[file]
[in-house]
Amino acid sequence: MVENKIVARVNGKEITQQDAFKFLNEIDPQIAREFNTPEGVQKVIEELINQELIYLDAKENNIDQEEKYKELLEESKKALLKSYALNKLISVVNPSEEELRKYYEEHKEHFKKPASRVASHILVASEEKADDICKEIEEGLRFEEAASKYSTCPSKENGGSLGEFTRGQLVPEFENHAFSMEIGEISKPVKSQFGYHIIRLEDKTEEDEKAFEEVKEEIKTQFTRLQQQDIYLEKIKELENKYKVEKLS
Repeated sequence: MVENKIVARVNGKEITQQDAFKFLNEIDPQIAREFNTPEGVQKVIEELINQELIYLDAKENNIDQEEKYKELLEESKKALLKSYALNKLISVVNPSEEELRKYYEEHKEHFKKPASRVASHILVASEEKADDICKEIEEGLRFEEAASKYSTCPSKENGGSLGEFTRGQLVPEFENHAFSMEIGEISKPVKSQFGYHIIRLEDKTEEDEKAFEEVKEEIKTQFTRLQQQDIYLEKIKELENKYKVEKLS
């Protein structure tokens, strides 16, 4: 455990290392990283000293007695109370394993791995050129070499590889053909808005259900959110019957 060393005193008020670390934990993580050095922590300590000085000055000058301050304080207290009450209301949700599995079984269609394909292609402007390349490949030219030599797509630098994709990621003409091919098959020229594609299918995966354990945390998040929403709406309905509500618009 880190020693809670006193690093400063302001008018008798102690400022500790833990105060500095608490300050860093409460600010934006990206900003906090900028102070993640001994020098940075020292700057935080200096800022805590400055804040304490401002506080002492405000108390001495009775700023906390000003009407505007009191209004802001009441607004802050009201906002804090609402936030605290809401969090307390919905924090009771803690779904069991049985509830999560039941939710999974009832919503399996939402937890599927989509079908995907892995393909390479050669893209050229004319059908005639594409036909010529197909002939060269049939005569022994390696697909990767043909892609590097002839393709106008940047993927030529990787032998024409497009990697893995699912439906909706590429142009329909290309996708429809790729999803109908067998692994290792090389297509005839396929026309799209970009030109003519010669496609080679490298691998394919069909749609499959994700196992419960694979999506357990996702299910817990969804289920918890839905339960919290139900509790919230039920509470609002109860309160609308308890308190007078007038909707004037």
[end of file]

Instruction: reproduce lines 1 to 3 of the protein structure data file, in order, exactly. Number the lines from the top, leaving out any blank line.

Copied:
[in-house]
Amino acid sequence: MVENKIVARVNGKEITQQDAFKFLNEIDPQIAREFNTPEGVQKVIEELINQELIYLDAKENNIDQEEKYKELLEESKKALLKSYALNKLISVVNPSEEELRKYYEEHKEHFKKPASRVASHILVASEEKADDICKEIEEGLRFEEAASKYSTCPSKENGGSLGEFTRGQLVPEFENHAFSMEIGEISKPVKSQFGYHIIRLEDKTEEDEKAFEEVKEEIKTQFTRLQQQDIYLEKIKELENKYKVEKLS
Repeated sequence: MVENKIVARVNGKEITQQDAFKFLNEIDPQIAREFNTPEGVQKVIEELINQELIYLDAKENNIDQEEKYKELLEESKKALLKSYALNKLISVVNPSEEELRKYYEEHKEHFKKPASRVASHILVASEEKADDICKEIEEGLRFEEAASKYSTCPSKENGGSLGEFTRGQLVPEFENHAFSMEIGEISKPVKSQFGYHIIRLEDKTEEDEKAFEEVKEEIKTQFTRLQQQDIYLEKIKELENKYKVEKLS